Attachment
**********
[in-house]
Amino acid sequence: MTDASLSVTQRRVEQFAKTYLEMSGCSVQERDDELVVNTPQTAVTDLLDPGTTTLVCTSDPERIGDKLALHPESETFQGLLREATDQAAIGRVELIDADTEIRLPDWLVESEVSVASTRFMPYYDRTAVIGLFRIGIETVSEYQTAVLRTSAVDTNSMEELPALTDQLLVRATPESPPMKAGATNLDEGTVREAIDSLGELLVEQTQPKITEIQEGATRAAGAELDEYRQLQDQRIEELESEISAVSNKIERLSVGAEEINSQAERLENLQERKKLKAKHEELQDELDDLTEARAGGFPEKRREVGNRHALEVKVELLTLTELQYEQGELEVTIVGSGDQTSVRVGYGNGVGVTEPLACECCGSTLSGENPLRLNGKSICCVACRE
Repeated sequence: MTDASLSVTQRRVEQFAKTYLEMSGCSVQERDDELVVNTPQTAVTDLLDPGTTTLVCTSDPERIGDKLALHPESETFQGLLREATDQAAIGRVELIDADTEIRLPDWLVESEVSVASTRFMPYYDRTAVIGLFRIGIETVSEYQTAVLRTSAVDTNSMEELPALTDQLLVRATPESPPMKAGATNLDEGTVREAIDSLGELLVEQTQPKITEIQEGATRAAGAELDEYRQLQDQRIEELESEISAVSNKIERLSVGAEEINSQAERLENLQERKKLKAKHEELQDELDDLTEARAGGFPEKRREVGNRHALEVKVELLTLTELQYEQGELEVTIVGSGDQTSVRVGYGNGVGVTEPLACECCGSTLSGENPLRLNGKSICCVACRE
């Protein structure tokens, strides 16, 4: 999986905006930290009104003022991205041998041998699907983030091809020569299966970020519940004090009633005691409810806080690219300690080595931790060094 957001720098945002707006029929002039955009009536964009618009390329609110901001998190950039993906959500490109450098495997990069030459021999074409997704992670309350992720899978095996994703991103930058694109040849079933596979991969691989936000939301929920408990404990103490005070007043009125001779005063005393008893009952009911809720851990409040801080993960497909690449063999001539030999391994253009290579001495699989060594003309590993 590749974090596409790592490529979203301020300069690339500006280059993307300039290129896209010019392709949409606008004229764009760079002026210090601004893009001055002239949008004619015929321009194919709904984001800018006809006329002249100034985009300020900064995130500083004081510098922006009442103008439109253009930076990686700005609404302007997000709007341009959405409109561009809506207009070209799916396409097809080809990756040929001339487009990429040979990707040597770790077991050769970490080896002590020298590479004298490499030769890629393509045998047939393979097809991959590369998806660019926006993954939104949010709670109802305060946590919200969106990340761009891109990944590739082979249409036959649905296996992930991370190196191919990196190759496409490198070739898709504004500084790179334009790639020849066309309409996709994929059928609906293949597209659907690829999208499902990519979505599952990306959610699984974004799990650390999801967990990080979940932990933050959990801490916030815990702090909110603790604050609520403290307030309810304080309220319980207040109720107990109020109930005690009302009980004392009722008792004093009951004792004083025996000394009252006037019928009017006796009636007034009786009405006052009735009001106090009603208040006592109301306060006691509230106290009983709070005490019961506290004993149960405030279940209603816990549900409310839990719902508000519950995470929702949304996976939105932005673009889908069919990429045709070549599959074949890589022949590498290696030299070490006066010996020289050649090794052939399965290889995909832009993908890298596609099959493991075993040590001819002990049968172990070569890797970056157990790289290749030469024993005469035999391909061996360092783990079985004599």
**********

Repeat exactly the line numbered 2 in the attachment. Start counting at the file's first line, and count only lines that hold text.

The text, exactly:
Amino acid sequence: MTDASLSVTQRRVEQFAKTYLEMSGCSVQERDDELVVNTPQTAVTDLLDPGTTTLVCTSDPERIGDKLALHPESETFQGLLREATDQAAIGRVELIDADTEIRLPDWLVESEVSVASTRFMPYYDRTAVIGLFRIGIETVSEYQTAVLRTSAVDTNSMEELPALTDQLLVRATPESPPMKAGATNLDEGTVREAIDSLGELLVEQTQPKITEIQEGATRAAGAELDEYRQLQDQRIEELESEISAVSNKIERLSVGAEEINSQAERLENLQERKKLKAKHEELQDELDDLTEARAGGFPEKRREVGNRHALEVKVELLTLTELQYEQGELEVTIVGSGDQTSVRVGYGNGVGVTEPLACECCGSTLSGENPLRLNGKSICCVACRE